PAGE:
09 Feb 2023

Corporate Update Bulletin - 9 February 2023

Welcome to the latest edition of Corporate Update, our fortnightly bulletin offering a two-minute read of the latest developments which we consider relevant to corporate counsel. Please get in touch with your usual contact if you want to explore any of the topics covered in more detail. If you would like to subscribe to this bulletin as a regular email, please click here.

In this issue


UK government plans to introduce ‘failure to prevent’ economic crime offence

In response to an amendment moved by Sir Robert Buckland to introduce a new 'failure to prevent fraud, false accounting or money laundering' offence in the Economic Crime and Corporate Transparency Bill, the Minister of State for Security, Tom Tugendhat, confirmed at the third reading of the Bill in the House of Commons that the government intends to address the need for a new 'failure to prevent' economic crime offence in the House of Lords as part of Bill. While there is little detail at this stage, the new provision is likely to be modelled on similar ‘failure to prevent’ offences, such as the failure to prevent bribery offence in the Bribery Act 2010.

The Bill is currently being debated at the House of Lords following its passage through the House of Commons. Certain amendments were made during the Bill’s passage through the House of Commons, including the introduction of a power to disqualify a person from acting as a director for breaching obligations relating to the registration of overseas entities and an amendment to give Companies House increased powers to share information with a wider group of persons.

A summary of the background to the Bill, its contents and proceedings through Parliament is set out in the House of Lords most recent research briefing.

BEIS consults on duty to report on payment practices and performance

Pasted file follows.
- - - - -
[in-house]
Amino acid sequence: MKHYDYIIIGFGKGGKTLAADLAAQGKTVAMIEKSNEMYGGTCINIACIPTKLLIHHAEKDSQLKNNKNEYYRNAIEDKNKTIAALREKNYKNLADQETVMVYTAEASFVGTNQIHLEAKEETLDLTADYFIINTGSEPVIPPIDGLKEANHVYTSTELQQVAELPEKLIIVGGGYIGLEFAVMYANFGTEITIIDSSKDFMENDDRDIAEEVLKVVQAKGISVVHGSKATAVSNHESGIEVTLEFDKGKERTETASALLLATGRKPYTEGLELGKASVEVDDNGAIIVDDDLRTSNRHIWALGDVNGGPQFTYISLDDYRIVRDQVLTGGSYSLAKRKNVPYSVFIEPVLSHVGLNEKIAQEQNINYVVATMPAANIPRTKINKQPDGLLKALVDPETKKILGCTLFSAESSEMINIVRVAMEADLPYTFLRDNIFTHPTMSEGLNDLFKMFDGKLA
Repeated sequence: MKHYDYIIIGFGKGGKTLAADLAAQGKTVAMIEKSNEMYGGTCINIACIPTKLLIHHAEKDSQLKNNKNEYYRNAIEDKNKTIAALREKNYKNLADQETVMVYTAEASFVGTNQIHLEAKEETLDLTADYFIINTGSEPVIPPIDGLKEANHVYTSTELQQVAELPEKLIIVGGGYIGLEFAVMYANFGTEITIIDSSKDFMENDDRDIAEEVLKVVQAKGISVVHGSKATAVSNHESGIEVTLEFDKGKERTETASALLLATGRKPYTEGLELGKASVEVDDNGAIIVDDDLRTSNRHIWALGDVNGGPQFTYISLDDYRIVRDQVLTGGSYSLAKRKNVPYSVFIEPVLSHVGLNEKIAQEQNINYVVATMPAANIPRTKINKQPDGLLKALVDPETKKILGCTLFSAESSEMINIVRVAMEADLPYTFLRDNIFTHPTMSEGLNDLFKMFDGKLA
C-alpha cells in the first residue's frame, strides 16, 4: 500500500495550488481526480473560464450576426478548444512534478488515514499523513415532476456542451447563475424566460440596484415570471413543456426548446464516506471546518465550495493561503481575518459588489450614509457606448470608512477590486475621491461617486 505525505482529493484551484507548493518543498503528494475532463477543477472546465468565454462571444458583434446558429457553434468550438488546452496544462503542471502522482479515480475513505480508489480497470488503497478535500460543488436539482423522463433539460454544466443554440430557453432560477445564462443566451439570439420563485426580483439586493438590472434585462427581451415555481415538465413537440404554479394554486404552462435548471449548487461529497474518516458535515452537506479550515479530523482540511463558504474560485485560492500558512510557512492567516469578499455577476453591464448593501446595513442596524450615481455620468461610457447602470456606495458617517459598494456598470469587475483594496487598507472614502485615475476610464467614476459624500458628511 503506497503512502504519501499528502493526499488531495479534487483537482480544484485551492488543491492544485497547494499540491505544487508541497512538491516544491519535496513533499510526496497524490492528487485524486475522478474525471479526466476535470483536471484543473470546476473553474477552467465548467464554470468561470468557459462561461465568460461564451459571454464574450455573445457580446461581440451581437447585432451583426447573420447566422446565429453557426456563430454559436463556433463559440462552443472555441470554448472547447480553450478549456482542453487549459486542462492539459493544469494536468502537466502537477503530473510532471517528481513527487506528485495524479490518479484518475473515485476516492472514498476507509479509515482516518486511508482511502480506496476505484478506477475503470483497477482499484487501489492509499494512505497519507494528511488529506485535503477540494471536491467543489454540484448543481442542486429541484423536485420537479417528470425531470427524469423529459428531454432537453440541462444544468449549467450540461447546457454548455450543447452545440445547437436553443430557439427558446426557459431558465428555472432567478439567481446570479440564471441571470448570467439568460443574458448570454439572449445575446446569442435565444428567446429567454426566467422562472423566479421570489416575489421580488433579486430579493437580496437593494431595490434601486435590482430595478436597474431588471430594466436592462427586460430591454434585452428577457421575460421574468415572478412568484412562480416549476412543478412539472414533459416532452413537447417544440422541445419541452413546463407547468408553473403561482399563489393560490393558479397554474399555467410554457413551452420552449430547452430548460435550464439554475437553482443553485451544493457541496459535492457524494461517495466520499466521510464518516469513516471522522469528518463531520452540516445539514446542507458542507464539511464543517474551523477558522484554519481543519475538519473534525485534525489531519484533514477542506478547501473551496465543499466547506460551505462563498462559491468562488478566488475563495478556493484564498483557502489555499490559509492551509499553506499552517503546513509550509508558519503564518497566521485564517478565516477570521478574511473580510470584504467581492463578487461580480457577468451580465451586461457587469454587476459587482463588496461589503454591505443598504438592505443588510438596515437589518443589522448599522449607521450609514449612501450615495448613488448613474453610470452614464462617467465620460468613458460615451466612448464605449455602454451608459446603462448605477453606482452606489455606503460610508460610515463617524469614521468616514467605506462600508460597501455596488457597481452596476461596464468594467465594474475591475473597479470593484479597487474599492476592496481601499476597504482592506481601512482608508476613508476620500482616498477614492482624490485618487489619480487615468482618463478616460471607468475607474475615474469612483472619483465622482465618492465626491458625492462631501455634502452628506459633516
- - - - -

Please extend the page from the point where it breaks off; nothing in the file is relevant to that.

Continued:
On 31 January 2023, the Department for Business, Energy & Industrial Strategy (BEIS) launched a consultation on proposed amendments to the Reporting on Payment Practices and Performance Regulations 2017. The Regulations require large UK companies to report publicly on their payment policies, practices and performance (‘PPP reporting’). Among other things, BEIS is consulting on:

  • Requiring companies to include their PPP reporting in their annual reports.
  • Requiring companies to report on the number and value of their disputed invoices.
  • Extension of the current expiry date of the Regulations beyond the planned date of 6 April 2024.

The consultation will close on 28 April 2023. The government is expected to publish its response 12 weeks after the closing date of the consultation. 

FRC publishes Statement of Intent on ESG challenges

On 30 January 2023, the Financial Reporting Council (FRC) published an update to its ‘ESG Statement of Intent: What’s Next’, setting out areas where the FRC feels there are ongoing challenges with ESG reporting, actions taken to address these, and the FRC’s planned activities in this area going forward. The statement includes guidance, examples of best practice, and identifies the FRC’s 2023 areas of focus for ESG reporting. Key areas of focus for the coming year include:

  • Communication of ESG data to investors, regulators and other stakeholders.